Sleep affects our daily functioning and our physical and mental health in many ways that we are just beginning to understand. While sleep may seem like a passive, dormant part of our daily lives, our brains are rather busy during this time.

While we sleep our brains usually go through five phases of sleep, stages 1, 2, 3, 4, and REM (rapid eye movement) sleep. The phases operate in a cycle starting from stage one. Once the cycle is complete, it starts all over again. We spend almost half of our total sleep time in stage 2 sleep, about 20 percent in REM sleep, and the remaining 30 percent in the other stages. Infants, by contrast, spend about half of their sleep time in REM sleep.

So what are the stages and what happens during each stage?

Stage one:

This is a light sleep and we can be woken up easily during this stage. In this stage, the eyes move slowly, and muscle activity slows. When woken up from this stage you can sometimes remember fragmented visual images. It is also during this stage where we experience sudden muscle contractions called hypnic myoclonia or hypnic jerks, these are often preceded by a sensation of starting to fall.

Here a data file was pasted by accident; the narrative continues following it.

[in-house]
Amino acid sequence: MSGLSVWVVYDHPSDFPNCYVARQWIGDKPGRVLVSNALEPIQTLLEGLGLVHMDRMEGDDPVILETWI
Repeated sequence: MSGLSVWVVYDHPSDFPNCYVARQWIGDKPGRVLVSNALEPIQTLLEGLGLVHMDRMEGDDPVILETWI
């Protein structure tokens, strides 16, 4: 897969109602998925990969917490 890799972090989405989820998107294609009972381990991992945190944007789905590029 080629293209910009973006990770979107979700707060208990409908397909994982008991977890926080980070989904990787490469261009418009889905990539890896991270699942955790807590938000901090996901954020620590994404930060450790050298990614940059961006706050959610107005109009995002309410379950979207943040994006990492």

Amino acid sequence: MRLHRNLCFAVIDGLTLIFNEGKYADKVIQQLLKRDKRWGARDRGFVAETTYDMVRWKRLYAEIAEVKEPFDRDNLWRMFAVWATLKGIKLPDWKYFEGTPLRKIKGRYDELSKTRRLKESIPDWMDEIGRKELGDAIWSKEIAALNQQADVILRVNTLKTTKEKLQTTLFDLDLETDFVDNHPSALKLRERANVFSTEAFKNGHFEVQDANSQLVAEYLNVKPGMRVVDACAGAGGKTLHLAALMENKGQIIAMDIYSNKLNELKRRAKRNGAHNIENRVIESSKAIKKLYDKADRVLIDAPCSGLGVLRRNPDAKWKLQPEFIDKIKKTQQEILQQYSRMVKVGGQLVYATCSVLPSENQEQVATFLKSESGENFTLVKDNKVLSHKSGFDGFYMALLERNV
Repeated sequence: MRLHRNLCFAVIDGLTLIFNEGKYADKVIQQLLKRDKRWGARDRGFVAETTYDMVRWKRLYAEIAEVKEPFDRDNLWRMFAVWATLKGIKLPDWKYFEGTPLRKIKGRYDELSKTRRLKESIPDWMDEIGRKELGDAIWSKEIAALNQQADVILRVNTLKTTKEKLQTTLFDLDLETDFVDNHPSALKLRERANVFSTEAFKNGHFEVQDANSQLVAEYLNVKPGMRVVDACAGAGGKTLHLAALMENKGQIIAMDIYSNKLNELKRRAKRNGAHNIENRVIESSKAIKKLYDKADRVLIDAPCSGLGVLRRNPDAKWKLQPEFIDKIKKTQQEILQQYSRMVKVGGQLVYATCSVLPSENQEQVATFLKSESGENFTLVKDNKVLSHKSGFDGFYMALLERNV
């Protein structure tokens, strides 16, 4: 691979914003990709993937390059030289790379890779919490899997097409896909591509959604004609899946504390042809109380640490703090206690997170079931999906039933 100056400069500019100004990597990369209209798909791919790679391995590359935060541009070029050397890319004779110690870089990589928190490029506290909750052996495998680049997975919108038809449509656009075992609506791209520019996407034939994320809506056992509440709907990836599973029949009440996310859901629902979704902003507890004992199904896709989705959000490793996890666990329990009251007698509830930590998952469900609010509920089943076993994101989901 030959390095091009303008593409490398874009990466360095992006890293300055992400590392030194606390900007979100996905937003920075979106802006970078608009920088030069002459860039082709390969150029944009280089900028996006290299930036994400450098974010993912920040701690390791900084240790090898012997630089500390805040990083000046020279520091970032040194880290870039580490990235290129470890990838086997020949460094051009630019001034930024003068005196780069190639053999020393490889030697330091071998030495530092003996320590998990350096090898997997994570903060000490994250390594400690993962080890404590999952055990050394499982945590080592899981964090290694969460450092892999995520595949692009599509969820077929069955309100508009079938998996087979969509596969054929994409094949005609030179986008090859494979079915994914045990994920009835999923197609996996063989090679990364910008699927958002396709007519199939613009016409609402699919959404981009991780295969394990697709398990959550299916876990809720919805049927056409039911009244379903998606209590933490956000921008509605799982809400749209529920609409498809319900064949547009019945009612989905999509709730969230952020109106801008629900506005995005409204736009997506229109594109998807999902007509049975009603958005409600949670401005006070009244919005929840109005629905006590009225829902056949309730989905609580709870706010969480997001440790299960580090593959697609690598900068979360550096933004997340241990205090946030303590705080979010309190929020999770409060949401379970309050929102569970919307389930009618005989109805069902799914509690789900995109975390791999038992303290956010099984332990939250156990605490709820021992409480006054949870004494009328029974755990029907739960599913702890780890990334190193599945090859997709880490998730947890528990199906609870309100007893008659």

Stage two:

During stage two your eye movement stops, and your brain waves become slower with only an occasional burst of rapid brain waves. This is where the body begins to prepare for deep sleep, as the body temperature begins to drop, and your heart rate slows down.

Stage three:

Stage three sees extremely slow brain waves called delta waves that are interspersed with smaller, faster waves. This is known as deep sleep. It is during this stage that a person may experience sleepwalking, night terrors, talking during one’s sleep, and bedwetting.

Stage four:

During stage four deep sleep continues as the brain produces delta waves almost exclusively. People roused from this state feel disoriented for a few minutes.

REM (Rapid Eye Movement):

When we move over into REM sleep, our breathing becomes more rapid, irregular, and shallow, our eyes jerk rapidly in various directions, and our limb muscles become temporarily paralyzed. Our heart rate increases and our blood pressure rises. If we wake up during REM sleep we are often able to remember our dreams.